Hafiz writes in the book’s introduction that the inspiration for the project came from two sources: Her daughter, Yasmine, browsing through books for Christian teens and wondering why there were no similar titles for Muslims, and her son, Imran, being called a “Taliban” by kids at his middle school. Hafiz writes: “My children and I have written this book with the best of intentions — to let Muslim teenagers all over American know that they are not alone or forgotten.”

In the style of other written-for-teens books, the handbook is short and lively and funny — and not a little controversial. In the chapter on the five daily prayers, for example, the authors argue that “sometimes quality can outweigh quantity.”

If you are only able to pray once or twice a day, or even once or twice a week, but you really concentrate on your prayer and truly try to honor God, then who is to say that you are less pious or ‘good’ than someone who prays five times a day, but does so unthinkingly out of habit?

Those would be fighting words to many Muslims, who generally hold that even if you fail to make the five daily prayers, there is no rationalization about “quality” that can substitute. But the authors here are bold: they are meeting Muslim teens where they are — largely unobservant and often unaware of religious requirements — even if that’s not where parents would like them to be.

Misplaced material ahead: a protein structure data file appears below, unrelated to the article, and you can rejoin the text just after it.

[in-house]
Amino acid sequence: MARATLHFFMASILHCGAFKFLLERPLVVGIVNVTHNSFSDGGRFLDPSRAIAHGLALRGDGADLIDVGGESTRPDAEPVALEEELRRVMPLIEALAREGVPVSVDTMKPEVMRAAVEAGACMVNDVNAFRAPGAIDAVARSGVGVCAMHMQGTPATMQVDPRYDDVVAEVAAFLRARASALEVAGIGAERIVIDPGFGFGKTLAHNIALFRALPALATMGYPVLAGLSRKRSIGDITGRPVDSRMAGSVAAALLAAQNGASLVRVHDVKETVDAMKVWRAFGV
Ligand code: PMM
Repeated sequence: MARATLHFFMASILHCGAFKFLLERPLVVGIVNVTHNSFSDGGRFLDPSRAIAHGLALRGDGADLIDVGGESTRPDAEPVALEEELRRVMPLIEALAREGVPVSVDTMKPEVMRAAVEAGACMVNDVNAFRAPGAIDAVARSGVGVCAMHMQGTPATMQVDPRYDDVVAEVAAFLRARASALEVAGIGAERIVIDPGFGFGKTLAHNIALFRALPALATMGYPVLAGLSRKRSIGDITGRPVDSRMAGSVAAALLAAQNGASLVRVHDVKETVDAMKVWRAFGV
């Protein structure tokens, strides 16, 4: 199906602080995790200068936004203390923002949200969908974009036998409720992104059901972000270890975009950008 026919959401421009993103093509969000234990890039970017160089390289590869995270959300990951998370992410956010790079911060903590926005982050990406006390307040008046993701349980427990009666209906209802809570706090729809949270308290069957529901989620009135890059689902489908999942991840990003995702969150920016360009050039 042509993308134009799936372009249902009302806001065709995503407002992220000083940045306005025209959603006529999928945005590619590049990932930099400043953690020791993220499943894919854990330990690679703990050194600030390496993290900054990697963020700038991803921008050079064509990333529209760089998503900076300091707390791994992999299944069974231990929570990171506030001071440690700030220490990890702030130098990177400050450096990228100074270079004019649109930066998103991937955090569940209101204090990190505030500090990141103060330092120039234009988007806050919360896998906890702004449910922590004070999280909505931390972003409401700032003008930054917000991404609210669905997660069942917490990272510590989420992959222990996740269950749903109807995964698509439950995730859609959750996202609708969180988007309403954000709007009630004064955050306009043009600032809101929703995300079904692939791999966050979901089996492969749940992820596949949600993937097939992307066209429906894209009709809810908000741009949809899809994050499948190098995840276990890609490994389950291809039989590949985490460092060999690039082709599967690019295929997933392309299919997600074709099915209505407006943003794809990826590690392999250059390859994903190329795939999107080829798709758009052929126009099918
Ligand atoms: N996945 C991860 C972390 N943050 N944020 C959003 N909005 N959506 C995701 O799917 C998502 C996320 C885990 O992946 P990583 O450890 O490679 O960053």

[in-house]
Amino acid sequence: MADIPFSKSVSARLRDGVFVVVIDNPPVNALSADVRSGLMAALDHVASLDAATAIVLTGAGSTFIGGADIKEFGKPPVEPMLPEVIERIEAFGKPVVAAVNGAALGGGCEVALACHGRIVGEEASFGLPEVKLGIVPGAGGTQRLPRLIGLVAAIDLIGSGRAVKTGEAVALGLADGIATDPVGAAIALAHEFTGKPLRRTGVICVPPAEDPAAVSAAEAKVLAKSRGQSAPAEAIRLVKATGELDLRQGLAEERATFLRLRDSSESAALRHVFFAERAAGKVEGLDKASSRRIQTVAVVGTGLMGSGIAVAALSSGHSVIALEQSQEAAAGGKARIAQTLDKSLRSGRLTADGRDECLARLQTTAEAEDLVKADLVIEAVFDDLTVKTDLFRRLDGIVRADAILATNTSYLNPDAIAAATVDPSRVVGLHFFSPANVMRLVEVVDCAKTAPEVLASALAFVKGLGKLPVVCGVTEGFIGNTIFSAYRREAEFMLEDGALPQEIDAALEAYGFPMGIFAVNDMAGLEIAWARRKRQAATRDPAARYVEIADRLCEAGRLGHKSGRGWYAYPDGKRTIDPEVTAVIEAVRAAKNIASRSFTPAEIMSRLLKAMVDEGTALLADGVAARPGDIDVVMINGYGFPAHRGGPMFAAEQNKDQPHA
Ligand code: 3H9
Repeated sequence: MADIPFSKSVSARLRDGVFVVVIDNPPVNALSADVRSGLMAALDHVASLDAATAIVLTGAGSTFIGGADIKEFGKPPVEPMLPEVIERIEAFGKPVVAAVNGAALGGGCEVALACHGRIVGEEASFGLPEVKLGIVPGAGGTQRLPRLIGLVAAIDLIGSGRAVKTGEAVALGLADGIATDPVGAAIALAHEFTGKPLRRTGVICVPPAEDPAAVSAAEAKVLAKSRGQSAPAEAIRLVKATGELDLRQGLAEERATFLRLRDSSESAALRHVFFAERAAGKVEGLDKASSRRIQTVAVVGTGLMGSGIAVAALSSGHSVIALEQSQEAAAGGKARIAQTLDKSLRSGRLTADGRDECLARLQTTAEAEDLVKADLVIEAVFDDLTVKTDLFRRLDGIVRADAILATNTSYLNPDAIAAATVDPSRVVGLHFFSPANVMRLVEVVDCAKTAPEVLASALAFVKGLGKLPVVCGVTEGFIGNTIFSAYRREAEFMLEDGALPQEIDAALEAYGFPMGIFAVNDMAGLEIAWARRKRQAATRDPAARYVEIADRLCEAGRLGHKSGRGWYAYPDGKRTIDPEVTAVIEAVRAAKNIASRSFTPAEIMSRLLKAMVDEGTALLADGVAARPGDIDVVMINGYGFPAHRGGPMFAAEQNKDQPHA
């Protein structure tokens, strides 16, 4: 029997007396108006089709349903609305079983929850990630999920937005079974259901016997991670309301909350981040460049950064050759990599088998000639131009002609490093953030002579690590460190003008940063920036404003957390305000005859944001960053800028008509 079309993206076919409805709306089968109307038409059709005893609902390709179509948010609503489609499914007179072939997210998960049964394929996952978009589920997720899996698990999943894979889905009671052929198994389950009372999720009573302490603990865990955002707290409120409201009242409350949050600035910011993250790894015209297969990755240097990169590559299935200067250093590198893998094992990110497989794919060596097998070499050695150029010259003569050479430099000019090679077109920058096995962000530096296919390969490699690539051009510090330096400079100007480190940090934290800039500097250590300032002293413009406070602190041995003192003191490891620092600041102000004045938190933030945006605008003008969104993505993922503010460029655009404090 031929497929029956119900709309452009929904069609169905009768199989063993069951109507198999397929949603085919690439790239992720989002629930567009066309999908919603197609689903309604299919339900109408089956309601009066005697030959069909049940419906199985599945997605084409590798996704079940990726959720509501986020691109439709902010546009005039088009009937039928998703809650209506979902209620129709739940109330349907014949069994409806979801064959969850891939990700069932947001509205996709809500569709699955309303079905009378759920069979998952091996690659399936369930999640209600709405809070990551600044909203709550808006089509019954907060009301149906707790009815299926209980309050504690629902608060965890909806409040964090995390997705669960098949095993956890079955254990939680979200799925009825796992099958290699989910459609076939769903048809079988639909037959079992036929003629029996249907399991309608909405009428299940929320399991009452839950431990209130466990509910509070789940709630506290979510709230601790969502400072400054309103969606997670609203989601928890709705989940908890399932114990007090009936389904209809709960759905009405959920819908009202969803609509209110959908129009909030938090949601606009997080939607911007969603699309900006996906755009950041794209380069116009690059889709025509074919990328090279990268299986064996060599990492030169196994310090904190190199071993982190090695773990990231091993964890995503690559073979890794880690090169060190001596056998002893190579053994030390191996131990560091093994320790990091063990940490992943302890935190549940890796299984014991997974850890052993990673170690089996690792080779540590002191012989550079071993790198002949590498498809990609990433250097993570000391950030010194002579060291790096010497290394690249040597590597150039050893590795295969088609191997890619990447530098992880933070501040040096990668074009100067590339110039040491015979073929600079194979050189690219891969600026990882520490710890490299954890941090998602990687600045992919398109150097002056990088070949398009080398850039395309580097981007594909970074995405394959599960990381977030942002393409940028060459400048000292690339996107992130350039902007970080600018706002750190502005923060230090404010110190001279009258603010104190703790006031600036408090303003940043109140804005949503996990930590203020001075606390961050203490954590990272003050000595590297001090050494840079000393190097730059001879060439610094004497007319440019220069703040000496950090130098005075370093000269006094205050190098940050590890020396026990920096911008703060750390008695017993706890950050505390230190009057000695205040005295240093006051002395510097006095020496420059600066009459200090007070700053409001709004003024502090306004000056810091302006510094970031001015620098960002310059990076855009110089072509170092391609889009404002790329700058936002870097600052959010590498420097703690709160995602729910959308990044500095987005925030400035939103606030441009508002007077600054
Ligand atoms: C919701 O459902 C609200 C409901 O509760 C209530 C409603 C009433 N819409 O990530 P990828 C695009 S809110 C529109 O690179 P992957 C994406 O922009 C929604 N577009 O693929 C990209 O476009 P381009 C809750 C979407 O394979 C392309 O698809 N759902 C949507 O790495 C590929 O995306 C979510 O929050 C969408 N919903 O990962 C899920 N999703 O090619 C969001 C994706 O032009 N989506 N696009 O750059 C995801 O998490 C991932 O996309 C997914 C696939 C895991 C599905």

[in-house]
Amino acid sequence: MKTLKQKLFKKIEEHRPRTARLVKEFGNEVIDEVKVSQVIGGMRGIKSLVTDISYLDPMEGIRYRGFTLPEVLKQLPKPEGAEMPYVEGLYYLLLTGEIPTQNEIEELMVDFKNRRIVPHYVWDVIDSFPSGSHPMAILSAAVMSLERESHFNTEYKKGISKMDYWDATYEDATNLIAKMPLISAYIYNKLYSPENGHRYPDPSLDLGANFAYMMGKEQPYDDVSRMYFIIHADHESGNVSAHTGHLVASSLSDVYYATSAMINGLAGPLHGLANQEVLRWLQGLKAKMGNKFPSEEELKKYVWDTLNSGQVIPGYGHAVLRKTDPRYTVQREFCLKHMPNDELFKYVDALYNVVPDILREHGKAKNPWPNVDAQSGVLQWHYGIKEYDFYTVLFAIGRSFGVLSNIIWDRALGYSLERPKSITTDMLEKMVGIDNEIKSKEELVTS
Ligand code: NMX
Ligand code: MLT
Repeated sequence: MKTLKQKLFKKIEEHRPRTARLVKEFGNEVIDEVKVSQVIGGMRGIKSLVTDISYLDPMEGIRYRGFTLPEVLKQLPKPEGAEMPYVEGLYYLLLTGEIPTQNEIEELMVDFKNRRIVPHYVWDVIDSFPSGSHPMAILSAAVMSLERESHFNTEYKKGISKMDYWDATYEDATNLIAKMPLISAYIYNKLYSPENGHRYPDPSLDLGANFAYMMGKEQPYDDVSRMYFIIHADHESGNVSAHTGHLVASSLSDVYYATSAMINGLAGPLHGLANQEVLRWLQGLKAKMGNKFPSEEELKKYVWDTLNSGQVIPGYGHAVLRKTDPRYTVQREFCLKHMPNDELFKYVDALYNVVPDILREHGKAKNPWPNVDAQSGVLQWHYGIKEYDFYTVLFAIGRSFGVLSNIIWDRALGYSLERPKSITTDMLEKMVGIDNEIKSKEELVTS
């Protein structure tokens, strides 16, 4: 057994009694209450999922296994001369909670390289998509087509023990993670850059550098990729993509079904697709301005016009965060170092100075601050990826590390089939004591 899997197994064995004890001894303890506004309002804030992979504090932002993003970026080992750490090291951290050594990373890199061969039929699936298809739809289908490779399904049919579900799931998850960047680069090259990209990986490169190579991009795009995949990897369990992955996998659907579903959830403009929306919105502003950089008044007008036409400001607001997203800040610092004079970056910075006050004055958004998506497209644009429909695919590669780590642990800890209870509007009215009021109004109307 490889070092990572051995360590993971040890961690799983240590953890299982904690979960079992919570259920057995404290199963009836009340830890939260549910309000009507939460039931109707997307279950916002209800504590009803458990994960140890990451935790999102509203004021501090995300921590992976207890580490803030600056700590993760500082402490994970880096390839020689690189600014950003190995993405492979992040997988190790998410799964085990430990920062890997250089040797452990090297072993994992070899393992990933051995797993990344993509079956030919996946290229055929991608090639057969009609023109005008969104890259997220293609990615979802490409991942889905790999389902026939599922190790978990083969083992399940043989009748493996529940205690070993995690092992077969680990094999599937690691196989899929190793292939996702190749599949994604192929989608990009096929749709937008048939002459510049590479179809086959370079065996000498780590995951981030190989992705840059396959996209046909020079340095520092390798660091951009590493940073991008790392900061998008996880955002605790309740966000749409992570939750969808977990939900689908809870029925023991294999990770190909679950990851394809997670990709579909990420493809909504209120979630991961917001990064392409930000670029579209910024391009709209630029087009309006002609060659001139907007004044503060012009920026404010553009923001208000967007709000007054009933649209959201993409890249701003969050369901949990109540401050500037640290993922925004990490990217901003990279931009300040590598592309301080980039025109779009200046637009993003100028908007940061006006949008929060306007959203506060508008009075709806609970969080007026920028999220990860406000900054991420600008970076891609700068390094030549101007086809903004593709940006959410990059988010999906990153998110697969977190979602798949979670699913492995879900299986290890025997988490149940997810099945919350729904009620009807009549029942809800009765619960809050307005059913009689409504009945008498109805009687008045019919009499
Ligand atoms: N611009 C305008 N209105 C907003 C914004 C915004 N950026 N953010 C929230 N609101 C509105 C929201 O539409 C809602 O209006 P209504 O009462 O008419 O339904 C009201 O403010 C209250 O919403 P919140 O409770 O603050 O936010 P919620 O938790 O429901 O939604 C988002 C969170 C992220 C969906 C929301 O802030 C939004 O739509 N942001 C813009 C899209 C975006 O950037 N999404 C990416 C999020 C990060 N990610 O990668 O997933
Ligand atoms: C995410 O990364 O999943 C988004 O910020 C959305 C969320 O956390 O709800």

The book is sprinkled with classically witty, literal teen observations, gathered from the questionnaires. In a section titled “Random Thoughts About Why I Love Being Muslim,” one teen is quoted as saying: “I’m helping pigs stay alive by not eating them.” And another: “I don’t have to eat dry matzo crackers or dry fruitcake after religious holidays. (Okay, I do have to help finish off the dry dates after Ramadan.)”

And when asked “Who is your Muslim role model?” answers ranged from the Prophet Muhammad to “my grandparents” to “Mr. Meyers, my English teacher, because he’s a convert and has a totally strong faith, yet he is normal and not at all fanatical right-wing/Taliban.”

When it comes to guidance, the book offers a thoroughly American point of view: You have to figure it out for yourself.

Whether you choose to ignore it entirely, complaisantly accept your parents’ version or explore it for yourself - the choice is yours.

On the question of dating, interestingly, the authors veer more conservative, insisting that teens should only date if they are ready to consider getting married. “If you’re not ready for marriage, then don’t date. It’s as simple as that. Go out with your friends in a group — you’ll have fun and won’t get bogged down emotionally with a lot of feelings you’re not ready for as a teen.”

According to Dilara Hafiz, the book has been well-received so far by fellow Muslims, though she said she “anticipating some level of negativity” from the wider Muslim community. One weakness of the book is that it speaks primarily to teens from immigrant families, who must blend their families’ Muslim culture with American culture; for African American, Hispanic or Caucasian American Muslim teens, the book may be less relevant. And for truly devout teens, the book may be redundant and overly liberal for their taste. But for what seems to be majority of Muslim teens out there, the book just might provide the religious hand-holding they need.